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Game Killer of The Pussycat Dolls
By Alison Meeder
Jonathan Snipes is standing on stage. Shirtless and stoic in acid washed jeans, the Captain Ahab frontman has got that ‘Don’t touch me little people, I’m Dave Navarro and you’re not’ look in his eye. Over a hammering techno beat, he’s singing about dirty sex with dirty people. In the crowd below is the Los Angeles duo’s other half, Jim Merson. Wearing tennis shoes and tighty whities, he’s running towards you with a frothy determination that makes you wonder if you can still get a rabies vaccination at this time of night. Merson doesn’t know you but he humps your leg nonetheless, covers you in sweat, and moves on to his next victim. Phrases like “restraining order” and “pregnancy test” flash through your mind, but you get yourself under control. Looking around, you see the audience – many of whom have also stripped down to their underwear – dancing as shamelessly as of a bunch of eight-year-old girls at a wedding reception. They seem to be having the time of their lives and by the end of the night, you will be too.
This is the way with most of Captain Ahab’s fans: terminal bewilderment giving way to complete adoration. Rightfully so, since Ahab’s hypersexual vibe can be a little overwhelming on the first pass. Not that sexuality in pop music is anything new; most rock songs, from the Stones to Spank Rock, usually contain some variation on the male libido. These days someone’s bending over to the front and touching their toes or it’s not a party. Ahab songs, however, are often written from a female perspective, and Snipes’ protagonist is usually vapid, underage, and out to get low – or else. It’s funny, but a little scary too. You wonder if you should really laugh at something so… wrong. When Snipes is asked if he might be unwittingly spreading misogyny, he’s quickly dismissive. “I don’t have an agenda,” he maintains, adding, “All responsibility in art is on the viewer.”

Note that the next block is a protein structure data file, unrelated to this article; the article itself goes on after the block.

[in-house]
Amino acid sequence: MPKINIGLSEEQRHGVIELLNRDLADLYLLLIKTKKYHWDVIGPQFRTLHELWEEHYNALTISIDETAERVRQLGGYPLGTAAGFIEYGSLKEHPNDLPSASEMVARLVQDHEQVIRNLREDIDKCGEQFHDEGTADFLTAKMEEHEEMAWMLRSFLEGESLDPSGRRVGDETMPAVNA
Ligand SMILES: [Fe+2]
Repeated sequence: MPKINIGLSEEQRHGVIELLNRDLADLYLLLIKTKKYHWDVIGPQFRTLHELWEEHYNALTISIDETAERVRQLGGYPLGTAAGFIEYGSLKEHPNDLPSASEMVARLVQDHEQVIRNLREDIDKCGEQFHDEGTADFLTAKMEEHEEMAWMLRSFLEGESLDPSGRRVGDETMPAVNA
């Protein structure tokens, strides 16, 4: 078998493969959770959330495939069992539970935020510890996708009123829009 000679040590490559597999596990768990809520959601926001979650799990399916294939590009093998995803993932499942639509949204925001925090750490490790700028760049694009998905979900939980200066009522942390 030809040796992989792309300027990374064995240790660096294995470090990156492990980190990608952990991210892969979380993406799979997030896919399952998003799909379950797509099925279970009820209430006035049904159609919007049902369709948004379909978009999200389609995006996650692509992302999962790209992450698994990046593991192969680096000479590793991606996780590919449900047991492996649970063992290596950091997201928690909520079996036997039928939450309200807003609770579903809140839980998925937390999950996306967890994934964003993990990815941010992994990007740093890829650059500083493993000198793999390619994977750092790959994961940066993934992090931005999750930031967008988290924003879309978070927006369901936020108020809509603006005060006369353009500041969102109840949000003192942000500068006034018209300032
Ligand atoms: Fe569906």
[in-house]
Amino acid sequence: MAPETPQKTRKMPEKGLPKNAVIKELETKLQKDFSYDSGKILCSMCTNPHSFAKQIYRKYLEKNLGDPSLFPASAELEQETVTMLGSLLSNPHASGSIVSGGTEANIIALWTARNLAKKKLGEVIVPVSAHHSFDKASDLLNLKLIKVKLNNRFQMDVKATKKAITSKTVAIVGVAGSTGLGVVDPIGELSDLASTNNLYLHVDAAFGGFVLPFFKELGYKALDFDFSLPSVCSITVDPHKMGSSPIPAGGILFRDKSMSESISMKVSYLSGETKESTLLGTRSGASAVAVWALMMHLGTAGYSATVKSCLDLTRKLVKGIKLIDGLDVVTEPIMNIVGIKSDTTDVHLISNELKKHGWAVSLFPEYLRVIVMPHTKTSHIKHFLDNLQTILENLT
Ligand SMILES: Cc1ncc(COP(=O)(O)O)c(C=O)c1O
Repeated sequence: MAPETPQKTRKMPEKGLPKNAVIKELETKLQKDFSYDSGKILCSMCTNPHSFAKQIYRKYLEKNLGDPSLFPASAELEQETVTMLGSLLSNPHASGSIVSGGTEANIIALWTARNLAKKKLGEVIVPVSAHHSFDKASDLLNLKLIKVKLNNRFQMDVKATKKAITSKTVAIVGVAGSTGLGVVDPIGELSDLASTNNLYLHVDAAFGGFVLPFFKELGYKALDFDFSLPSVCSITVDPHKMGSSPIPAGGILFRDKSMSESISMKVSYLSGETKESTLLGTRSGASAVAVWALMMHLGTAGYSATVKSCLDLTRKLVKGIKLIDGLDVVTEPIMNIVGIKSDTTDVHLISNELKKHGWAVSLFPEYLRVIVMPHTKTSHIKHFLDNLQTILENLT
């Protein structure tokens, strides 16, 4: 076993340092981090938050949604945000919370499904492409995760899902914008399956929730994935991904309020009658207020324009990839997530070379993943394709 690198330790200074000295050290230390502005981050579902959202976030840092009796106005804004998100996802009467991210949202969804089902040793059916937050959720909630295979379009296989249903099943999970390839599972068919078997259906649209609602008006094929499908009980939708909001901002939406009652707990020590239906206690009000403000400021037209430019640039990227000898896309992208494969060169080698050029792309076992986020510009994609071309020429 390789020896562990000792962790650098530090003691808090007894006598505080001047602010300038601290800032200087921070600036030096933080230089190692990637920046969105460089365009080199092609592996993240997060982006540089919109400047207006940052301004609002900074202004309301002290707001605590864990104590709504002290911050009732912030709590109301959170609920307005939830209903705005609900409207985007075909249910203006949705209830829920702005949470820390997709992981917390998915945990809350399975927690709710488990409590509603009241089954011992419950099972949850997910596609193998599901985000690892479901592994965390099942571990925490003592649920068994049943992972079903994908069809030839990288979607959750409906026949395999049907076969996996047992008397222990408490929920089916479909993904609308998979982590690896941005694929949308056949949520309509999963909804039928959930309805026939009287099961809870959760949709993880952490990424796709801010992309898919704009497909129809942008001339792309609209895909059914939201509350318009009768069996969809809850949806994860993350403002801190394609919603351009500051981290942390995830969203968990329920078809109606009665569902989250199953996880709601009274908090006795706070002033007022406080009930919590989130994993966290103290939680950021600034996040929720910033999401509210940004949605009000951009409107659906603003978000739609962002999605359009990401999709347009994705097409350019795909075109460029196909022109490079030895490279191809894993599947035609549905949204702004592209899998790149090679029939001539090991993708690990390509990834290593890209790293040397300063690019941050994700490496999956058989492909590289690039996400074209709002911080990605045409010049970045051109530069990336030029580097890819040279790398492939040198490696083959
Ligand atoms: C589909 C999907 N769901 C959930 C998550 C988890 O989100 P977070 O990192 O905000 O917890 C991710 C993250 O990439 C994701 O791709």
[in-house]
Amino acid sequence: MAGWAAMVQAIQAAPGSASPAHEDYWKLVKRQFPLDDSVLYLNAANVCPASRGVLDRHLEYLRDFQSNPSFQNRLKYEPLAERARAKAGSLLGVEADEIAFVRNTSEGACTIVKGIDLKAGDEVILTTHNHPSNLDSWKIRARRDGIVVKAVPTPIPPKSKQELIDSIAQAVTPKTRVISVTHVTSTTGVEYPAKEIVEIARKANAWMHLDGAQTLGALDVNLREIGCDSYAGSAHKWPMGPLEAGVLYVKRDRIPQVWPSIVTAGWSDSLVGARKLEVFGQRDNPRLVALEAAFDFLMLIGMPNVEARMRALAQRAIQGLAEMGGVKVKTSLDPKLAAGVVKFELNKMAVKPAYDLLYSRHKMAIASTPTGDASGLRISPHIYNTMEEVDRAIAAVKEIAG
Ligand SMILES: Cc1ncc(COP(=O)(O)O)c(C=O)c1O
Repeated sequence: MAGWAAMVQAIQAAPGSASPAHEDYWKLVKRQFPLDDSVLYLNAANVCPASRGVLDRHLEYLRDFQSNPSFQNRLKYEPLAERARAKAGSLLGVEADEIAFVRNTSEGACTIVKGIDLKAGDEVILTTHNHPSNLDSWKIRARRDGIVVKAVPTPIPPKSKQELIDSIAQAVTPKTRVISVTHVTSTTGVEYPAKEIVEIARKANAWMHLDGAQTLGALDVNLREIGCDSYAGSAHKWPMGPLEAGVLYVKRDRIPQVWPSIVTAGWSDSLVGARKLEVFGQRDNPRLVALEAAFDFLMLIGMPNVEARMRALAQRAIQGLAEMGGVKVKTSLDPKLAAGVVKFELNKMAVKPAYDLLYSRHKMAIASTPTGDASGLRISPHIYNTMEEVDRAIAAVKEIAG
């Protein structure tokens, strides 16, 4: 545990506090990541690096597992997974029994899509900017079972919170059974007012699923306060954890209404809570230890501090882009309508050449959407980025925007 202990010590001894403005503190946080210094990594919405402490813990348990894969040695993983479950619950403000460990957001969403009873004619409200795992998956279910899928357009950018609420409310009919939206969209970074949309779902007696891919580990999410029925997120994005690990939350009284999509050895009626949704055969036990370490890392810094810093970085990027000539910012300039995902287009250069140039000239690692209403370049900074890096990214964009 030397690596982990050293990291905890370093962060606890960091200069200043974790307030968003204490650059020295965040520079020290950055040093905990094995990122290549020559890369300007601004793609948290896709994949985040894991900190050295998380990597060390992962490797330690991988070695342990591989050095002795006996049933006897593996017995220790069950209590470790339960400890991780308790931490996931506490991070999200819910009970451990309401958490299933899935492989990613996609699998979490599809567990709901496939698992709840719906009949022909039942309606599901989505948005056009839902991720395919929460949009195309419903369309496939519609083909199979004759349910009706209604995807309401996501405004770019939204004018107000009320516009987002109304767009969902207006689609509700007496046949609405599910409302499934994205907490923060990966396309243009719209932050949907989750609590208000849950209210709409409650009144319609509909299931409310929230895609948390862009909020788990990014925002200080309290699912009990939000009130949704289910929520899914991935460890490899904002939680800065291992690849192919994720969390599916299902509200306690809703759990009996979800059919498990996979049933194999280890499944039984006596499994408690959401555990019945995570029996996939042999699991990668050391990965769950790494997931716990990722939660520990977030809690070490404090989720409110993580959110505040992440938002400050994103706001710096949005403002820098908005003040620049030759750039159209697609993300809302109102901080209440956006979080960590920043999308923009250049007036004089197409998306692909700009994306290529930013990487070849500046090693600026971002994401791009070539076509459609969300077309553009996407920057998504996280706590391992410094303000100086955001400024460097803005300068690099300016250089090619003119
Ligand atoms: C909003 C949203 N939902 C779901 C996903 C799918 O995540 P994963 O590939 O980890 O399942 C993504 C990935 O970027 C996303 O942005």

Possibly, but are songs about teenage girls huffing paint really art? Maybe. Snipes began writing his dirty anthems as Captain Ahab in 1997. As a high school student he produced D.I.Y. Casio beats and lyrics about robot sex. He met Merson, and after watching his caveman-on-Viagra antics at Ahab performances, incorporated his friend as an ultimate Hype Man. It all seems like a stupid good time. But songs such as “Girls Gone Wild,” found on the group’s 2006 debut full-length After the Rain My Heart Still Dreams, are too dark to be purely for laughs. Snipes as a coked-out sorority girl demands, “Everybody look at me! I deserve attention!” Fine, you think, show me your boobs but just don’t hurt me. Even if Ahab isn’t art, it’s an awesome bitch slap at female objectification in mainstream pop. Compared to Ahab’s girlie creations, Top 40 female hits like “Don’t Cha (Wish Your Girlfriend Was Hot Like Me?)” come off as half-assed begging.
If Ahab’s barely legal lyrics don’t make you blush, then the techno soundtrack behind all that T&A just might. If a cheap thrill can be coaxed from a drum machine or synthesizer, then it can be found on an Ahab album. Happy hardcore, booty bass, Miami Vice chase-sequence hooks: everything is fair game, sometimes all in the same song. The duo has dubbed their style “ravesploitation,” and Snipes also refers to it as “mash-ups without samples.” Either way, it’s the kind of unsubtle, unironic dance music you haven’t copped to liking since the ecstasy wore off in 1999. “I say it’s post-ironic,” says Snipes. “For the longest time I wanted to be Aphex Twin, but I finally realized I was listening to my bad records more than my good ones,” he confesses. “I figured maybe they weren’t really bad.”
Likewise to Captain Ahab. Snipes and Merson may not be Aphex Twin but they’re pure pop brilliance, and the word is getting around. An original Ahab song titled “Snakes on the Brain” made its way into the Snakes on a Plane ending credits after the group won an online competition. After the Rain My Heart Still Dreams is getting heavy play on college radio, and an army of potty-brained fans is growing daily. You may even have an Ahab record hidden behind that Squarepusher one you pretend to listen to. Surely, you’ll be waiting to see what kind of debauchery will be coming up next. “I know people expect dirty songs from me,” says Snipes. “So I think I’ll switch it up by writing something clean. I haven’t done it yet, but I’ll let you know if I ever do.”